Women's Hockey World Cup 2018: Confident India will look to exploit Italy's defence in quest for quarter-final berth
India know how to exploit loopholes, and the Italian defence will leave gaps at the back when they try to force their midfield to advance.
In their last three matches in Pool B at the World Cup, the Indian women have traversed a myriad of emotions. It wouldn’t be out of the ordinary to assume that before they left their training base in Bengaluru to fly to London for the 2018 World Cup, a realistic target looking at rankings was finishing third in the pool; at best second if they could get past USA, who are seventh in the FIH rankings.
Hopes soared after the fighting 1-1 draw with the Olympic Champions England; but they crashed after the 0-1 defeat to the 16th-placed Ireland, which was followed by intense introspection; and the match against USA was an emotional roller-coaster of a ride where hearts stopped when the Americans had taken a referral with 1.2 seconds left on the clock. Eventually that gritty draw gave India third spot in Pool B and an opportunity that hasn’t come India’s way in the last two decades, or at least since India finished fourth in the inaugural 1974 World Cup.
The Indian women now stand on the very cusp of a semi-final spot. Forgive me, if I am jumping the gun. But which team in this World Cup wouldn’t fancy their chances against Italy (17th) and a possible Ireland (16th) in the quarter-finals. Not many in the team would really regret the way the pool played out.
But are Italy really pushovers? They were handed a 12-1 drubbing in their last pool match by the classy Dutch, coached by former Australian star Allyson Annan, who once dubbed the Diego Maradona of women’s hockey. MK Kaushik, member of the 1980 Moscow Olympics gold medal winning team and coach at the 2006 Women’s World Cup, said the thrashing that Italy received at the hands of the Dutch will play on their minds when they meet India. “It’s not easy to forget such matches,” explained Kaushik. “For India, it would be easy to analyse how the Dutch exploited the defence. And that is where most answers would lie.”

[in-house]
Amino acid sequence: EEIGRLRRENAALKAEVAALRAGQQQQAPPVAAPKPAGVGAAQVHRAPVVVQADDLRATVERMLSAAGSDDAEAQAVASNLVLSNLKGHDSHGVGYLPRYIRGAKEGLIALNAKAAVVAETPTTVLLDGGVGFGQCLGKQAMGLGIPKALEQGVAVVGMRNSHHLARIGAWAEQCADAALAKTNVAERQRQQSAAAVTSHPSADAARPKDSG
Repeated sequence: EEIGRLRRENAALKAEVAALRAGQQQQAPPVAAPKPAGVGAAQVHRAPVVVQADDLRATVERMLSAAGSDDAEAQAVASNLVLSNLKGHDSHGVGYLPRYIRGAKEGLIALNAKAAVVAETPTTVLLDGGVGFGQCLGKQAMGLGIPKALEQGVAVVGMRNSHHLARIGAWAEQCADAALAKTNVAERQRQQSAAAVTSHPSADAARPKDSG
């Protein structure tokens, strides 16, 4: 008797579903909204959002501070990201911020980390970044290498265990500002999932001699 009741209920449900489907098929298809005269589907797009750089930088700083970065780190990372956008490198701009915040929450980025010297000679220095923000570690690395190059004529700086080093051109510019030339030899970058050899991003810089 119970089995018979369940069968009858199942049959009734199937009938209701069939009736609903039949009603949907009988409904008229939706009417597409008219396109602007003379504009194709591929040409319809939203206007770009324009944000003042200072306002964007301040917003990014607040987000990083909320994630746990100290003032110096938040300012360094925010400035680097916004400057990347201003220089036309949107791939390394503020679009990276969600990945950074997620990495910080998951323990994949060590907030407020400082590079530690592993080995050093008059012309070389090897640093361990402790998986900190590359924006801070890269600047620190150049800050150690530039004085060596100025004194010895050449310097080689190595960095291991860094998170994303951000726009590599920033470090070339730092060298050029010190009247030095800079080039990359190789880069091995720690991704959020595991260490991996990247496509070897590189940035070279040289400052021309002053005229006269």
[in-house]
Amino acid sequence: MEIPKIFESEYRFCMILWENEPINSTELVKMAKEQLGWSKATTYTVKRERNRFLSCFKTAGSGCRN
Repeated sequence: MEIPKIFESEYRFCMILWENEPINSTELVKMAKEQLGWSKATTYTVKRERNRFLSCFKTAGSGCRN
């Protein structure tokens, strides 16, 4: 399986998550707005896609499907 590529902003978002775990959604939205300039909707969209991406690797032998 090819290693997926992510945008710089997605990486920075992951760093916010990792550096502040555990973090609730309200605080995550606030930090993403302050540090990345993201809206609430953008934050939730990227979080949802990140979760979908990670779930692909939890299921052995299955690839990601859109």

There is a fair bit of experience on the Italian side with four players having more than a hundred caps — Dalila Mirabella (105), Elisabetta Pacella (106), Chiara Tiddi, their captain and deep defender who plays for KHS Dragons in Belgium (147), and the 40-year-old Agata Wybieralska, who has played for both Poland and Italy (123). Six players have more than 50 caps.
In Pool A, clubbed with Korea, China and The Netherlands, the Italians did overreach beating China 3-0 and South Korea 1-0 before being steam-rolled by the Dutch. Yet, not all confidence would be punctured by that mauling in their last pool game. Six points and two wins are way above what India could manage. In fact, for many it may yet seem that the Italians have the edge as India don’t have a win to show in their last three matches.
“I don’t think that would be the worry for the Indians,” says Kaushik. “Pool matches are highly tactical. If India were playing to a plan, then draws are the outcome of that highly structured game. Don’t forget that India had seven PCs against Ireland and then six against the USA. It means that the forwards are capable of creating those opportunities.”
The Italians might not have the varied experience and skill set of the Indian team, but at London they have shown enough pace in their forward line which could unsettle India at times. Both Grace Ekka and Gurjit Kaur have been slow off the blocks. With the ball, they appear composed but when warding off three-women attacks, they have struggled to cope with the sudden pace and acceleration.
Italy also have in their captain Tiddi a very competent penalty corner flicker. However, she deploys a more traditional low slap-stick shot that gathers pace and finds the angles or shoots off sticks and the goalkeeper’s pads into goal.
Both the teams haven’t really played each other too many times. In their last four matches going back to 2012, India have won twice with Italy winning once and one match drawn. But this is a different Indian side. The Indian players are fit and know how to exploit loopholes, and the Italian defence will leave gaps at the back when they try to force their midfield to advance. It’s the right half position in Celina Traverso that seems to be the Achilles' heel for the Italians. At 32, she has left her best years behind and the fall back is not that swift. Monica, Namita Toppo, Lilima Minz can pry open that space and create some really threatening moves.